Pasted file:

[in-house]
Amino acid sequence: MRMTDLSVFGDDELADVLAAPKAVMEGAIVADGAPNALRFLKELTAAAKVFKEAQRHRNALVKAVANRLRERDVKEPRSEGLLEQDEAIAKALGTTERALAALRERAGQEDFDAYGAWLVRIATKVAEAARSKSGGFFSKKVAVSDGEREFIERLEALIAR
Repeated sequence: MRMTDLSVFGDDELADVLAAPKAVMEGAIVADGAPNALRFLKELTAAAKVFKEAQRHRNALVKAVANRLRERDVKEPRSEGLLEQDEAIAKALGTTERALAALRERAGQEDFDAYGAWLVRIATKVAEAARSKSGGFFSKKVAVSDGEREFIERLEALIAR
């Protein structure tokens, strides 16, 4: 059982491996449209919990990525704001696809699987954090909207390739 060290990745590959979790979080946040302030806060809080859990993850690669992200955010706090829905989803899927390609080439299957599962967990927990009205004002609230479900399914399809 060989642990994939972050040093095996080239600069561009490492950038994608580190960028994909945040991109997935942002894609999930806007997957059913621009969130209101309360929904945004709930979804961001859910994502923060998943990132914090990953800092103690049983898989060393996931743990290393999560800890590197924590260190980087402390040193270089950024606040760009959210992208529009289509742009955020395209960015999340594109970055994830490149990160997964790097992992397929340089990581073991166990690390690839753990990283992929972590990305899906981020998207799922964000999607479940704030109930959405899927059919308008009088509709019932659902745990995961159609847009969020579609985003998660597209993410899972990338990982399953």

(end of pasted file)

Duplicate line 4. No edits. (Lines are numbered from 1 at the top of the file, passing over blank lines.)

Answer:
């Protein structure tokens, strides 16, 4: 059982491996449209919990990525704001696809699987954090909207390739 060290990745590959979790979080946040302030806060809080859990993850690669992200955010706090829905989803899927390609080439299957599962967990927990009205004002609230479900399914399809 060989642990994939972050040093095996080239600069561009490492950038994608580190960028994909945040991109997935942002894609999930806007997957059913621009969130209101309360929904945004709930979804961001859910994502923060998943990132914090990953800092103690049983898989060393996931743990290393999560800890590197924590260190980087402390040193270089950024606040760009959210992208529009289509742009955020395209960015999340594109970055994830490149990160997964790097992992397929340089990581073991166990690390690839753990990283992929972590990305899906981020998207799922964000999607479940704030109930959405899927059919308008009088509709019932659902745990995961159609847009969020579609985003998660597209993410899972990338990982399953």